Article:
Warnings issued over interest rates

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High debt levels in Norway combined with a sudden spike in interest rates could quickly hit the country’s economy harder than cutbacks in the oil industry have. Bankers, economists and financial planners warn Norwegians against being blind to the prospect, even though the central bank’s board is expected to keep rates stable at its next meeting on Thursday.

The folks working inside Norway's central bank, "Norges Bank," have decided to keep interest rates steady. PHOTO: Norges Bank

The executive board of Norway’s central bank, “Norges Bank,” will be setting interest rates again later this week. Most economists expect the key lending rate will be kept at 0.5 percent, but borrowers are being warned that rates could spike quickly and unexpectedly at any time. PHOTO: Norges Bank

Gunn Wærsted, the former head of Nordic bank Nordea in Norway who’s now board leader of Telenor, recalls that the most important lesson she learned in her long banking career was how interest rates can rise quickly and unexpectedly.

“What worries me the most is that many have expectations that (the current) abnormally low interest rate level has become normal,” Wærsted told newspaper Dagens Næringsliv (DN) on Tuesday. Borrowers have taken on large mortgages, because of high and rising housing prices in Norway, with monthly payments that are manageable given today’s record-low interest rates. While banks are charged with making sure borrowers qualify even if interest rates rise, those with large mortgage payments may not manage payments if interest rates spike.

Should brace for a four-point rise
Wærsted herself experienced how mortgage rates hit as high as 18 percent in Norway in the late-1980s, because of high inflation and undercapitalized banks that ultimately collapsed in the early 1990s. That’s when the state had to step in and nationalize the banks, and why the state still holds a major stake in DNB. The banks that had to merge to form DNB both had to be bailed out, and shareholders lost all their money.

Banks now must demand higher levels of capital from borrowers, which is why many parents and grandparents have felt obliged to provide funds or guarantee loans for the next generation facing high housing prices. Wærsted herself has helped her own sons buy homes, but has also warned them about the possibility of higher interest rates.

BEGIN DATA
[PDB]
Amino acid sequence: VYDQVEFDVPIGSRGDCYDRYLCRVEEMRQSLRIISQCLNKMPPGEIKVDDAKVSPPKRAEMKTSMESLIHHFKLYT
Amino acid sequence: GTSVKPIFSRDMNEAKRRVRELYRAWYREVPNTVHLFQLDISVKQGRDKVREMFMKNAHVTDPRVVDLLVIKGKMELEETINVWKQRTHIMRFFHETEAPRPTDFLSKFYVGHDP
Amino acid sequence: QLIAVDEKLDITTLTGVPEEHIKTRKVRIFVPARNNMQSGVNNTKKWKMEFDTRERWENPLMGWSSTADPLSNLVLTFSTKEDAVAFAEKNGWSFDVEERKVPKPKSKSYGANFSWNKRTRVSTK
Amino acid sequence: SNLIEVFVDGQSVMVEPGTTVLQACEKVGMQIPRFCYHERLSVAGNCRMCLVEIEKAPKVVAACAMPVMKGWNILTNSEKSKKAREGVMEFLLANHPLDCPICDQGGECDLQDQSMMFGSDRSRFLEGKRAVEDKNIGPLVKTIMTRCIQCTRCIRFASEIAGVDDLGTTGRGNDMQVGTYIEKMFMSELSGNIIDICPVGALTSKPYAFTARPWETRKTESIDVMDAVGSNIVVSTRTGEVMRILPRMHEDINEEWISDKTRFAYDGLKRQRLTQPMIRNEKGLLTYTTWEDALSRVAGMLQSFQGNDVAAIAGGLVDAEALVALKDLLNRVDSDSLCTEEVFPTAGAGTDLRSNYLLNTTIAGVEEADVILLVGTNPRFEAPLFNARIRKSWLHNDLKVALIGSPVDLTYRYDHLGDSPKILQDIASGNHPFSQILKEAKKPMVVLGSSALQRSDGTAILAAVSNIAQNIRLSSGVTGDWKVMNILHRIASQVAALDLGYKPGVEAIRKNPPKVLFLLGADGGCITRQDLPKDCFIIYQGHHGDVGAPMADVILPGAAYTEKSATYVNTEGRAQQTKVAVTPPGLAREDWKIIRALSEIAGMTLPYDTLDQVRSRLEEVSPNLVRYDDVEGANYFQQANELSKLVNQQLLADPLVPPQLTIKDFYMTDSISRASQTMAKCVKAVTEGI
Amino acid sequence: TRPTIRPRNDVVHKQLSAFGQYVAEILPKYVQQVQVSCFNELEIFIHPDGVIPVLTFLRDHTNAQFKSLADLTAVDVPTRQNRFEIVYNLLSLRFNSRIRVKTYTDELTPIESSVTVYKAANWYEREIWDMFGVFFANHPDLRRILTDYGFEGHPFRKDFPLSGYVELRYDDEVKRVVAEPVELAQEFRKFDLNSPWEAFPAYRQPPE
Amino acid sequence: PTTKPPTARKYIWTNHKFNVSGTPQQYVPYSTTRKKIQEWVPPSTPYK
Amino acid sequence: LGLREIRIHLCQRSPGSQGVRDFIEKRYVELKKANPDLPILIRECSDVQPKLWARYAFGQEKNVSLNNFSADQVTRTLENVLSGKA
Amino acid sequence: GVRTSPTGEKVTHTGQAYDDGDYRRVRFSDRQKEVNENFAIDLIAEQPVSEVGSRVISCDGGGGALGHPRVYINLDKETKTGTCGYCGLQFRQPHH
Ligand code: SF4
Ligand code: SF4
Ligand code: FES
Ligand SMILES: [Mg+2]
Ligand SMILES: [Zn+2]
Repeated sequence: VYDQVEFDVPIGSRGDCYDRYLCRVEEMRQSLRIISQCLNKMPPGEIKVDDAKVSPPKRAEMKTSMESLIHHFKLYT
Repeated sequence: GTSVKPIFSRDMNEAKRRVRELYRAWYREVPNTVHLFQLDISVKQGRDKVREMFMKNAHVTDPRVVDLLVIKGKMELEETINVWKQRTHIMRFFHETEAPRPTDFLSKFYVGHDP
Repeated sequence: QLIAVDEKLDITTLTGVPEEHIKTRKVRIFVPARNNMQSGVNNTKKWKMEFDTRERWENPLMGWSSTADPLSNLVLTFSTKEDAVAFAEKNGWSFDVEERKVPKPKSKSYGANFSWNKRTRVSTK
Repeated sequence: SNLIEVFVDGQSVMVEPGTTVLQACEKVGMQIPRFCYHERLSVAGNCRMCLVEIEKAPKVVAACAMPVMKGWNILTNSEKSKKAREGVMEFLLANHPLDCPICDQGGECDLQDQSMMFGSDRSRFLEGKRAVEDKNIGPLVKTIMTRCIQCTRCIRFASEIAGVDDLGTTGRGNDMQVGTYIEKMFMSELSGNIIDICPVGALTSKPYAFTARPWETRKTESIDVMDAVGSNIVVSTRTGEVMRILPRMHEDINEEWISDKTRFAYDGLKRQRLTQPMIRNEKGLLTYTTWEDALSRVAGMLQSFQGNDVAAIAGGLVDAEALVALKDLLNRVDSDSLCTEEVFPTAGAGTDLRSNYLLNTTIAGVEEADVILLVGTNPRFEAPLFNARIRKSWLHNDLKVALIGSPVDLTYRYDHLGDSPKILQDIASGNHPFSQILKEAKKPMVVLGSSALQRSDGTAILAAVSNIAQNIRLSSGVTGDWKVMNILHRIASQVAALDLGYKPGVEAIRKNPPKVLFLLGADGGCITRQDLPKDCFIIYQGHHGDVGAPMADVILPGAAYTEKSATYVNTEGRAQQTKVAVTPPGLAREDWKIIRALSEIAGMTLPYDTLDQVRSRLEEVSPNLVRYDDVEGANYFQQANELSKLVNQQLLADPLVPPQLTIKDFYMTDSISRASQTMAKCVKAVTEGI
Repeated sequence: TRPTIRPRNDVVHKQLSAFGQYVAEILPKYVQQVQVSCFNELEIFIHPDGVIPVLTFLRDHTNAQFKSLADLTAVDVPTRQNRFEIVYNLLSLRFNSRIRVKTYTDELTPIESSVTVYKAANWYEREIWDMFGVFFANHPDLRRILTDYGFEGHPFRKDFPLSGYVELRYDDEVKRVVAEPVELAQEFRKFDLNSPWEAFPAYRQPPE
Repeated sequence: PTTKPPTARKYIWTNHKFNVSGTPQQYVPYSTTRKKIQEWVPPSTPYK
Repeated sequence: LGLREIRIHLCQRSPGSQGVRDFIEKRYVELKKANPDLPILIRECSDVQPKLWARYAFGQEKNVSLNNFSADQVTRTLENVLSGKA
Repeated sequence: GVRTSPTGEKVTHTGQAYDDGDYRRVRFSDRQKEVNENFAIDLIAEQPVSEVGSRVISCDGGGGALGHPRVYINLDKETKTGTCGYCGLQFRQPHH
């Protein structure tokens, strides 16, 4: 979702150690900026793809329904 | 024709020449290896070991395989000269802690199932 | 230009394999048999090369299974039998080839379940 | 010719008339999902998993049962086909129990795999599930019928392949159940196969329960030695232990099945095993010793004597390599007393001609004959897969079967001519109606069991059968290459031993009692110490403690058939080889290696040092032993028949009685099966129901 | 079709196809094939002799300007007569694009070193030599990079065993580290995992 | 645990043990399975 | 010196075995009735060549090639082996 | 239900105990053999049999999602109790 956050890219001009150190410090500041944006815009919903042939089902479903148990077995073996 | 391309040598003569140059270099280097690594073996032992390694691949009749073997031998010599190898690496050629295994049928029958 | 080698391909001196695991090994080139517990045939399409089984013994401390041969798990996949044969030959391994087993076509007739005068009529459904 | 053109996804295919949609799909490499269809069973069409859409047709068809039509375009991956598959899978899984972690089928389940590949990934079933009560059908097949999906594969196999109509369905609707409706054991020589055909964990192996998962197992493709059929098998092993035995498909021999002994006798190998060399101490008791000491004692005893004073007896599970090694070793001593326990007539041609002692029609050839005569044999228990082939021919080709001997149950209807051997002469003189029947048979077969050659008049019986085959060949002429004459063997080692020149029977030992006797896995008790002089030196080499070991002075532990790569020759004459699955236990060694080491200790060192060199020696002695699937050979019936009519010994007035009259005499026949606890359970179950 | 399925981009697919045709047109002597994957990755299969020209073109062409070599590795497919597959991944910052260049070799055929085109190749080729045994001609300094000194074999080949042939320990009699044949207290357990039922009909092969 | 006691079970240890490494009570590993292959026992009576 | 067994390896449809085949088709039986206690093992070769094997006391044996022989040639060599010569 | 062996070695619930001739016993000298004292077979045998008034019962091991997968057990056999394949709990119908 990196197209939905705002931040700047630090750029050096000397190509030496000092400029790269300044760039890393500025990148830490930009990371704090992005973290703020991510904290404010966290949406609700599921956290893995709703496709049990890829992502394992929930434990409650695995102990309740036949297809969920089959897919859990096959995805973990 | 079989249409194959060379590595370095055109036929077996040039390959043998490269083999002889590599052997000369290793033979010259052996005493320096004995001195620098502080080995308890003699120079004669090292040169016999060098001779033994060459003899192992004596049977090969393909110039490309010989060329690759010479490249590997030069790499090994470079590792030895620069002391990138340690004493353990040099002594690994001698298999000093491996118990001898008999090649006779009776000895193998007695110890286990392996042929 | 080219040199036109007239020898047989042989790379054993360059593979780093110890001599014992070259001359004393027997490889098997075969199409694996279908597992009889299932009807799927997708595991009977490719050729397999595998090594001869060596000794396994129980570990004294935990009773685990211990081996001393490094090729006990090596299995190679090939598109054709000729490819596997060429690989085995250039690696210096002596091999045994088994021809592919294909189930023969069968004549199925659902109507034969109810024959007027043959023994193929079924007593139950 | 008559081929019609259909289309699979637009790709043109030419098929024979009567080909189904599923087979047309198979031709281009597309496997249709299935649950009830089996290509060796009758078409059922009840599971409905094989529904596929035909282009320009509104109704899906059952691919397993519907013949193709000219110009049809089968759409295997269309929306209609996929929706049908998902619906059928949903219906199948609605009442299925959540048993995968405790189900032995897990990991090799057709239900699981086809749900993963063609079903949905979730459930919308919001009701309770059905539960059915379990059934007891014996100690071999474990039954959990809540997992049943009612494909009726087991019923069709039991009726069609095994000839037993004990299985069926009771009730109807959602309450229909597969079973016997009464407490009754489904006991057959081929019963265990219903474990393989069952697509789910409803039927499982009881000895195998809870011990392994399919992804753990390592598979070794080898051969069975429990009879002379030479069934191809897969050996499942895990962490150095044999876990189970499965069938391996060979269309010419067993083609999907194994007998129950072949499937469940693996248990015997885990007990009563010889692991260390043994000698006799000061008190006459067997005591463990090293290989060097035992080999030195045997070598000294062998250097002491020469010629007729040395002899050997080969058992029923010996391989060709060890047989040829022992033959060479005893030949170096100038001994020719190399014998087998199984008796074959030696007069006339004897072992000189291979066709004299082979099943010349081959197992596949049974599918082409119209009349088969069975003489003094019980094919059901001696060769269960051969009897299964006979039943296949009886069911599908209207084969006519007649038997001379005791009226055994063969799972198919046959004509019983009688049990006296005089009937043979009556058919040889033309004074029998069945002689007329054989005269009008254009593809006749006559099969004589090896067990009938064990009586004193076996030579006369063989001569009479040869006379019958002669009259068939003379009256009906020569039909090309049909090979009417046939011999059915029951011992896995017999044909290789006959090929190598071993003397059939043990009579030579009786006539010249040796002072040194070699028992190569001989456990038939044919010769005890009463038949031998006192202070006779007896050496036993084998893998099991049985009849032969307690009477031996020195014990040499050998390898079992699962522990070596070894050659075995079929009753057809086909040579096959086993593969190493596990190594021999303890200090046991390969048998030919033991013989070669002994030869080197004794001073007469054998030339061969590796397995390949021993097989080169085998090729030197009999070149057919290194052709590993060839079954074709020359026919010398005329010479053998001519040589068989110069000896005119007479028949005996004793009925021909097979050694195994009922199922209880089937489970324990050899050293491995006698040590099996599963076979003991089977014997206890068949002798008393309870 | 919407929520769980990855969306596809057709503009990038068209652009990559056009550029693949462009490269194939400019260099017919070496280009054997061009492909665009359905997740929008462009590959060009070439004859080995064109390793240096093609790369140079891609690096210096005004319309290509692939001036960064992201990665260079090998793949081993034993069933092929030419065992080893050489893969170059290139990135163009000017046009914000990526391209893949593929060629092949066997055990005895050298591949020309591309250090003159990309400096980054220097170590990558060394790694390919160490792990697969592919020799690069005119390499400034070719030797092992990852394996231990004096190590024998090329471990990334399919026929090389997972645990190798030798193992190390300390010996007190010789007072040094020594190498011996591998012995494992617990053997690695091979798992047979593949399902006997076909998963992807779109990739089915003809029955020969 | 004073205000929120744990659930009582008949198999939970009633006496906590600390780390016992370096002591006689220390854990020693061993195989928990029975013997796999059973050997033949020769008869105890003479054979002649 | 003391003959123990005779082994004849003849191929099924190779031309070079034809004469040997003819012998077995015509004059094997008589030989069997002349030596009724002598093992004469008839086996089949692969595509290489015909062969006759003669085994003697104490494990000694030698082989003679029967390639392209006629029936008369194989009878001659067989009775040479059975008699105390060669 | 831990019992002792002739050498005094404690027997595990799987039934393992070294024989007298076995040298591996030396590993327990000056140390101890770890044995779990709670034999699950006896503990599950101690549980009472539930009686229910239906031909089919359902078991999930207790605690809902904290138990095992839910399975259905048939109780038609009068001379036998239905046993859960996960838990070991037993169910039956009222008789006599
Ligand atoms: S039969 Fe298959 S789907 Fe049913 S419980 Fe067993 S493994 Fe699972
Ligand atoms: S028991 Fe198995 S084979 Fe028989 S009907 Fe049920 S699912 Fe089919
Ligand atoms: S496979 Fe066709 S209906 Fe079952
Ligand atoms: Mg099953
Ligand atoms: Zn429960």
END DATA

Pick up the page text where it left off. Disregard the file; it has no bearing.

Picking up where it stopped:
“I have told them for several years that they must be prepared for interest rates at least four percentage points higher than they are now,” Wærsted told DN. “Even though they are prepared, I have the impression they don’t think it will happen. I think that’s very common.”

‘We were spoiled’
Norway’s economy has shown surprising resilience even in the face of cutbacks in its most important industry, oil, and high debt levels. In the 1980s, high debt growth contributed towards sending the housing market into the dumps. It was not unusual for prices to fall below the level of the mortgages on the property. Wærsted doesn’t think that will happen again, but household debt in Norway today is at record high levels, more than 230 percent of disposable income. Higher rates can cause acute discomfort, especially if borrowers also lose their jobs.

DN reported how Kjersti Aske Kersbergen, age 39, is among those who lost her job last year after spending her entire career in the oil business. Her husband still has a job in the industry and she found a new job, in the automobile business, but her monthly take-home pay has fallen by NOK 20,000. Now her family is being more careful about household finances.

“We were spoiled,” Kersbergen told DN. “We were paralyzed by the consumption we have had. We haven’t needed to think about what we should spend our money on. Now we need to re-evaluate, and that’s an adjustment.” During her short period of unemployment, she went to their bank to request, and receive, permission to only make interest payments on their home mortgage. One local bank said that’s become more common.

“We haven’t had any marked increase in payment defaults, but we have had an increase in those not paying down principal,” Christian D Asserson of Sparebank1 SR-Ban told DN. That can continue for up to a year, before the bank sits down with the customer to evaluate a workout plan.

newsinenglish.no/Nina Berglund